Diseases Threatening Public Health

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Three diseases in the world today.

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Diseases Threatening Public Health

  1. 1. DISEASES THREATENING PUBLIC HEALTH 1 Diseases Threatening Public Health and How Information Technology is Being Used to Prevent the Spread of the Disease Ashley Toups University of Louisiana at Monroe 24 February 2014
  2. 2. DISEASES THREATENING PUBLIC HEALTH 2 There are many diseases that threaten public health. This paper will explain three of the many diseases and how information technology is being used to prevent the spread of these diseases. The diseases that will be discussed are avian influenza, gonorrhea, and chlamydia. Avian influenza, also known as bird flu, infects birds such as domestic poultry and even other animal species. The avian flu can also infect humans but it does not occur very often (Centers for Disease Control and Prevention, 2012). There has yet to be a case of the avian flu found in the United States. The avian flu is currently circulating in Asia, Europe, and Africa (Department of Health, 2011). The avian flu can cause fever, respiratory failure, multi-organ failure, and even death. Although the United States has not had a case of the avian flu yet, the United States government is still prepared by stocking HPAI H5N1 vaccines. Also, oseltamivir is an antiviral drug that is used for treatment of the avian flu (Centers for Disease Control and Prevention, 2012). Anyone who is sexually active is susceptible to gonorrhea. Gonorrhea can cause serious health problems in males and females, but it can be treated with the right medication. If a man has gonorrhea some symptoms he may experience are a burning sensation when urinating, a white, yellow, or green discharge from the penis, or painful or swollen testicles. If a woman has gonorrhea some symptoms she may experience are a painful or burning sensation when urinating, increased vaginal discharge, or vaginal bleeding between periods. Some rectal infection in both men and women include discharge, anal itching, soreness, bleeding, and painful bowel movements. Sometimes one may not have symptoms but still has gonorrhea. The following can happen if gonorrhea goes untreated: formation of scar tissue that blocks fallopian tubes, ectopic pregnancy, infertility, long-term pelvic/abdominal pain (Centers for Disease Control and Prevention, 2012). Wise decisions, a wise relationship, no sex or safe sex use such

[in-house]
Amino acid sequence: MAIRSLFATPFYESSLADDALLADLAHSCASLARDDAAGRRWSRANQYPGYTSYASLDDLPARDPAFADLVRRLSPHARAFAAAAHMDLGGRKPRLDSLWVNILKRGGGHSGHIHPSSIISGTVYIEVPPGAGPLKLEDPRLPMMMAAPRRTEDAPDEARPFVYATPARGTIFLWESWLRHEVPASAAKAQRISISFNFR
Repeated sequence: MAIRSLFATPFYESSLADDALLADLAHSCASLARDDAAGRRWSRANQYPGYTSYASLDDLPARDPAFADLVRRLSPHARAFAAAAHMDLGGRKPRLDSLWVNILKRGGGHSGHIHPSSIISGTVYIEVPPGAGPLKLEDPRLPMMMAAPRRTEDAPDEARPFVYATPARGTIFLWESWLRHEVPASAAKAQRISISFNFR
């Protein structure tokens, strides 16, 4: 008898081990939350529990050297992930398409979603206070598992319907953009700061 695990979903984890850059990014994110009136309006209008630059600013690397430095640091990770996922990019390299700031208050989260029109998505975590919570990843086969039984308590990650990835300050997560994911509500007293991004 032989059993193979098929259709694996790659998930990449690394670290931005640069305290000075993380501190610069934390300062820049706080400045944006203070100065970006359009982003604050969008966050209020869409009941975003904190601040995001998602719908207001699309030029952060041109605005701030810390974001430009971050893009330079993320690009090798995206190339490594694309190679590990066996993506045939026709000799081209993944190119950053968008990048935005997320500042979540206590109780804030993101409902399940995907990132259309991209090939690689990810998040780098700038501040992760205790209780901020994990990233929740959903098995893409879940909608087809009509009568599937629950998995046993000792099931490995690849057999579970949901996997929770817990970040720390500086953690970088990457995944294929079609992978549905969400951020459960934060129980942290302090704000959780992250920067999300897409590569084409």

3. 3. DISEASES THREATENING PUBLIC HEALTH 3 as condoms can help prevent the spread of gonorrhea. Antibiotics and/or antibiotic injections or shots are used in the treatment of gonorrhea (The New York Times Health Guide, 2014). Chlamydia is the most common STD that can infect males and females in the United States. Chlamydia often has no symptoms. Women with chlamydia may find it difficult to get pregnant if the chlamydia is left untreated. Women with chlamydia may experience symptoms such as an abnormal vaginal discharge and a burning sensation when urinating. Symptoms of chlamydia that men might experience are a discharge from their penis, a burning sensation when urinating, and pain and swelling in one or both testicles. Rectal symptoms in both men and women may include rectal pain, discharge, and bleeding. Chlamydia is also similar to gonorrhea in prevention of the spread and treatment (Centers for Disease Control and Prevention, 2012). Antibiotics are used in the treatment of chlamydia. The most common antibiotics used are doxycycline or azrithromycin (Department of Health, 2006). Resources: Avian Influenza Current Situation. (2014, February 27). Centers for Disease Control and Prevention. Retrieved March 6, 2014, from http://www.cdc.gov/flu/avianflu/avian-flu- summary.htm Chlamydia. (n.d.). Centers for Disease Control and Prevention. Retrieved March 6, 2014, from http://www.cdc.gov/std/chlamydia/ Chlamydia (chlamydia trachomatis genital infection). (2006). Chlamydia (chlamydia trachomatis genital infection). Retrieved March 5, 2014, from https://www.health.ny.gov/diseases/communicable/chlamydia/fact_sheet.htm
  4. 4. DISEASES THREATENING PUBLIC HEALTH 4 Chlamydia - CDC Fact Sheet. (2014, January 23). Centers for Disease Control and Prevention. Retrieved March 3, 2014, from http://www.cdc.gov/std/chlamydia/STDFact- Chlamydia.htm Gonorrhea. (2014, March 4). Centers for Disease Control and Prevention. Retrieved March 6, 2014, from http://www.cdc.gov/std/Gonorrhea/ Gonorrhea - CDC Fact Sheet. (2014, January 29). Centers for Disease Control and Prevention. Retrieved March 6, 2014, from http://www.cdc.gov/std/Gonorrhea/STDFact- gonorrhea.htm Information on Avian Influenza. (2014, January 15). Centers for Disease Control and Prevention. Retrieved March 6, 2014, from http://www.cdc.gov/flu/avianflu/index.htm New York Times Health Guide. (2014). Gonorrhea. Retrieved March 6, 2014, from http://www.nytimes.com/health/guides/disease/gonorrhea/overview.html Questions and Answers about Avian Influenza (Bird Flu) and Animals. (n.d.). Questions and Answers about Avian Influenza (Bird Flu) and Animals. Retrieved March 6, 2014, from http://www.health.ny.gov/diseases/communicable/influenza/avian/questions_and_answer s/animals.htm

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